Pioneer News, Shepherdsville, Dec. 5, 2016
Can’t smoke’em even if you got them
Policy prohibits smoking at any time on school grounds
By Thomas Barr
It was probably a rule that most thought had been in effect for years.
However, it wasn’t until recently that the Bullitt County Public School Board ruled that it was illegal to smoke on its properties — including during extra-curricular activities.
For Sarah Smith, the district’s safe and drug free schools coordinator, the new smoke-free policy is long overdue.
“Many people assumed that these policies mean that smoking was prohibited at all times,” said Smith. “This was not the case.”
She remembered a major push being led in 2011 for the smoke-free policy.
Under the existing regulations, all tobacco products by employees were prohibited in buildings or on school grounds. The exemption was during athletic events or other events.
Students were prohibited from using tobacco products at all times on school property.
Smith said those visiting the schools for athletic or other events were not prohibited from using tobacco products outside of the buildings.
During that push five years ago, it was also the time when a campaign was underway to make Bullitt County smoke free in public buildings. That led to a lawsuit between the health board and fiscal court.
"This time provided to be not a good moment for the smoke-free push (on school grounds),” said Smith.
This past summer, the time was right.
Smith said the school system worked with the Partners in Prevention, as well as the Kentucky Tobacco Prevention and Cessation Program, to raise awareness on various levels.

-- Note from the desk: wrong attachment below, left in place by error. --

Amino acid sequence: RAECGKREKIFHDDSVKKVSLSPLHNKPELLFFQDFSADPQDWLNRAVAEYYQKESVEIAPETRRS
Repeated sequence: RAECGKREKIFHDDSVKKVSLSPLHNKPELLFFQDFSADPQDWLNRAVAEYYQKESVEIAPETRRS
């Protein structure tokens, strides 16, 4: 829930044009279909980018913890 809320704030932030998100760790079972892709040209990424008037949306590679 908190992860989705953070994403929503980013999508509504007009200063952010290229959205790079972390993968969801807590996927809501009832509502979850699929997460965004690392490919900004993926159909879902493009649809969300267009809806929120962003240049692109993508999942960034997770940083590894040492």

Liz McGuire, health education coordinator for the health department, told her board members at its November meeting about her agency’s efforts to pass out cards to educate the public about the policy and the need for the no-smoking stance.
Smith said the big picture is that the school system wants to make those attending events are made to feel comfortable.
“We are not asking for people to leave; we aren’t even asking for people to stop smoking or using tobacco,” Smith said of the new policy. “We are just sending a message that tobacco is not used on our property.”
Not only did the district board members receive information from local groups on the value of smoke-free campuses, the state commissioner of education also sent letters to each superintendent in Kentucky.
With a 2013 Kentucky Youth Risk Behavior Survey showing that smoking had decreased from 24.1 percent in 2011 to 17.9 percent two years later, the letter stated that having a smoke-free campus would show a commitment by school administrators, teachers and parents to provide a safe environment.
“Tobacco-free schools give adults the opportunity to be role models for tobacco-free lifestyles and to set the tone for reduced social acceptance of tobacco use,” said Smith. “Studies show that students in tobacco-free schools are less likely to start smoking.”
She said that 31 percent of the state’s school districts have smoke-free policies. That represents over 46 percent of the students statewide.
Superintendent Keith Davis said the trend statewide is to be to the tobacco-free campus policy.
Enforcement of the policy will remain the key.
Davis said he has informed school administrators to “politely inform patrons” of the board policy. But there is no desire to become confrontational or aggressive, he added.
Many discussions were held on the enforcement portion of the policy, said Smith.
“We are approaching this as an educational piece and cultural shift to start with,” said Smith. “We do not want to be punitive but we also wish for our community to understand that Bullitt County Public Schools has a 100 percent 24/7 effort to make decisions as to what is the healthiest, safest and set for our students in Bullitt County.”
She said tobacco free and healthy lifestyles are taught in the classrooms and this should also be the behavior on school grounds and during extracurricular events, as well.
“There should be no mixed messages with the tobacco-free messages,” said Smith.